Toler was a pioneer in football and in life, paving the way for those behind him. He began his officiating career working college games in the Bay Area. In 1965, the NFL hired him as a head linesman — making him the first black official in any major professional sports league.
“It was a big break for me,” Toler told Ebony magazine that year, adding, in a reference to his career-ending knee injury, “far different than the one I got so many years ago.”
“We scouted him personally and in films,” NFL executive Jim Kensil told Ebony magazine, “and we believe he will be one of the best men we have.”
Toler proved Kensil right as he officiated in the NFL for 15 seasons — including working Super Bowl XIV in 1980, where he became the first black official in the championship game.
Toler was a defensive star on the 1951 University of San Francisco Dons football team, which included future Hall of Famers Gino Marchetti, Ollie Matson and Bob St. Clair. While the team experienced extraordinary on-field success, a courageous decision made off the field is its lasting legacy.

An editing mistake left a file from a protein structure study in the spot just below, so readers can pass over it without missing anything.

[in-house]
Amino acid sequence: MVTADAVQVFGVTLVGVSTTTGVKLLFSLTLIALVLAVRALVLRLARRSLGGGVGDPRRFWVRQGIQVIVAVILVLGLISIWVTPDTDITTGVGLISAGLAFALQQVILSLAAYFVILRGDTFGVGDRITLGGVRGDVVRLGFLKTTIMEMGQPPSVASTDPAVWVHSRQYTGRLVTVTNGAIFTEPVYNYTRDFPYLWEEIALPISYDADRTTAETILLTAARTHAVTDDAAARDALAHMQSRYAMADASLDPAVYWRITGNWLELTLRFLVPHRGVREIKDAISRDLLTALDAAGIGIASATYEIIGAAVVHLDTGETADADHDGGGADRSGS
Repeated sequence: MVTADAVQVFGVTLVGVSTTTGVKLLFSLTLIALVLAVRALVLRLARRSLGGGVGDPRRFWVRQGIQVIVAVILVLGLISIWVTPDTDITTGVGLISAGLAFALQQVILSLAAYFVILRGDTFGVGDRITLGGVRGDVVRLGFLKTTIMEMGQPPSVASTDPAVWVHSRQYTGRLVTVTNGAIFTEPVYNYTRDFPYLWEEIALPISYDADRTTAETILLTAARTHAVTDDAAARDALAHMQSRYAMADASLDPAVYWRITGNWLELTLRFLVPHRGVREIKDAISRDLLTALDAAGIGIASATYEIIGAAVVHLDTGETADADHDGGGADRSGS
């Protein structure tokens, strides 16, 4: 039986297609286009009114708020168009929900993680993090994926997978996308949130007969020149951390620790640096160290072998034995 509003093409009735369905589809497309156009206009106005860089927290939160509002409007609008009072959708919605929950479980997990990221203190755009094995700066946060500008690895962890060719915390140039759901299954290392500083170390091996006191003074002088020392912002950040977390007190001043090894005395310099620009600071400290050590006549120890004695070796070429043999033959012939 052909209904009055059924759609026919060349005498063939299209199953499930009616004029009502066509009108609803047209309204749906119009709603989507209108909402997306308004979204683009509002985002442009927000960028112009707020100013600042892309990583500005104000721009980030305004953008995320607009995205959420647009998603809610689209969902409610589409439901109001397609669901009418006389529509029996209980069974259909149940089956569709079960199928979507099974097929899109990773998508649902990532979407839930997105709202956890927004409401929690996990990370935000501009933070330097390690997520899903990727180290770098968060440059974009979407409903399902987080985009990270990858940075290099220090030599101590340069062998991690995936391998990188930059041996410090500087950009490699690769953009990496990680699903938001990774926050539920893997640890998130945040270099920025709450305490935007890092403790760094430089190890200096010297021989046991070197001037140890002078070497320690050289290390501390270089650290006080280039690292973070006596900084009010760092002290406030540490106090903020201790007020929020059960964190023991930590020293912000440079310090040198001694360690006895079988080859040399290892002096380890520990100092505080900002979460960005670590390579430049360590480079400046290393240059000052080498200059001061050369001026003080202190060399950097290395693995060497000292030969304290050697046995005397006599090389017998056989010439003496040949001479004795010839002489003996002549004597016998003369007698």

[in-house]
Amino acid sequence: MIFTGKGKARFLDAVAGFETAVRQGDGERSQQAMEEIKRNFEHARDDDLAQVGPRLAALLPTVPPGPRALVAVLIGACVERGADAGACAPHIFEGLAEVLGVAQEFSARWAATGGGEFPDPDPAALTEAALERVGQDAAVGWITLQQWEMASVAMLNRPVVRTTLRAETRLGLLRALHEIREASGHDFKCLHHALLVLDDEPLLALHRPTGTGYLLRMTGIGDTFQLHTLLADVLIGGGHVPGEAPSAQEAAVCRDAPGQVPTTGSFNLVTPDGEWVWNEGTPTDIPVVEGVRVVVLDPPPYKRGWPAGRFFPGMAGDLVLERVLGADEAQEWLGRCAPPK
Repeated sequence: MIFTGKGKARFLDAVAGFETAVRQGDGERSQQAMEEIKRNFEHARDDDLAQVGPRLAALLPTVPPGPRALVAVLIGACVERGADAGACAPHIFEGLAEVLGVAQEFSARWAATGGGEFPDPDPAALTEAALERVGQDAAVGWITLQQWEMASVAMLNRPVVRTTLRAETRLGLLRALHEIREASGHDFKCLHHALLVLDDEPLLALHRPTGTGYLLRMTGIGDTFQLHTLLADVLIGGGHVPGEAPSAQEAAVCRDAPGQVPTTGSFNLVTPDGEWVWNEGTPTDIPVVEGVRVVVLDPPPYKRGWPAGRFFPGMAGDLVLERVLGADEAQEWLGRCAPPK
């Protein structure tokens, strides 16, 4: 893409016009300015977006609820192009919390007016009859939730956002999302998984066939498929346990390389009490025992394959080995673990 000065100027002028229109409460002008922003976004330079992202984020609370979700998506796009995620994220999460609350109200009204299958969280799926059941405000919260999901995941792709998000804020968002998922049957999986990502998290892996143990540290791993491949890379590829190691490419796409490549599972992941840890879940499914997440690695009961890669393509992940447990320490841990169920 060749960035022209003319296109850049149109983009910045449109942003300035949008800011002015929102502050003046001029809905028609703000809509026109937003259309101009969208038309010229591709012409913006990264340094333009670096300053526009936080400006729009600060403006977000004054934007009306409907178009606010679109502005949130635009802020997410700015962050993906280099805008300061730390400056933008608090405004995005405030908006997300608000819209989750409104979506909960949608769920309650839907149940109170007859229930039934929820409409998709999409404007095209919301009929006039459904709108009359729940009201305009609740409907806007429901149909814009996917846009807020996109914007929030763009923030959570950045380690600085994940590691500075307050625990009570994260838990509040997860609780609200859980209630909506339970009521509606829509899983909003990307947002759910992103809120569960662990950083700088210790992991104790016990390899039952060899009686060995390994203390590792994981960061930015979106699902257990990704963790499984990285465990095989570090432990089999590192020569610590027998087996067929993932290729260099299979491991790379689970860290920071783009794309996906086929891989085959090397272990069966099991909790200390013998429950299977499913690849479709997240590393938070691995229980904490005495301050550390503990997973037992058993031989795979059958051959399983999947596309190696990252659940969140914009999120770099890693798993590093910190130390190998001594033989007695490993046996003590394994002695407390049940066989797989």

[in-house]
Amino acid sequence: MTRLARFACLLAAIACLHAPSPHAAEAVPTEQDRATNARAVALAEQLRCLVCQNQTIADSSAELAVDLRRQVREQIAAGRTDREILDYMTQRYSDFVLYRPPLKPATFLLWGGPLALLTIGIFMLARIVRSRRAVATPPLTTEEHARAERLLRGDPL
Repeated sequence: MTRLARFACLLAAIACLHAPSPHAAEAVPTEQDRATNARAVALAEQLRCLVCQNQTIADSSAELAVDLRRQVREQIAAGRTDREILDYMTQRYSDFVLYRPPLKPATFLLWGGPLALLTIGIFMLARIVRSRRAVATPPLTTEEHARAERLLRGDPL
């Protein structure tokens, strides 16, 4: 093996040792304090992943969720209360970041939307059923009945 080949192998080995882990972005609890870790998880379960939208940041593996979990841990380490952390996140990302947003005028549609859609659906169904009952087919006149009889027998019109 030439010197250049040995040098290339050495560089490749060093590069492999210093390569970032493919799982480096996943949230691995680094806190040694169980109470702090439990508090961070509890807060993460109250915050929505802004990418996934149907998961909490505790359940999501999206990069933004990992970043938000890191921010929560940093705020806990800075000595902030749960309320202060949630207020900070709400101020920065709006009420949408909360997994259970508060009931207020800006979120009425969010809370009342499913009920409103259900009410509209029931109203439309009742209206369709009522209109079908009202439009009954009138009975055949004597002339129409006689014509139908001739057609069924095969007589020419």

A perfect 9-0 record earned the Dons an invitation to the Orange Bowl, with one stipulation: The two black players on the team, Toler and Matson, couldn’t play. The Dons voted — and unanimously refused the invitation.
Off the field, Toler worked for 17 years at San Francisco’s Benjamin Franklin Middle School as a teacher, coach, counselor and principal — the first black secondary school principal in the Bay Area. In 2006, the school, which had been closed two years earlier, reopened as the Burl A. Toler Campus, home to two charter schools.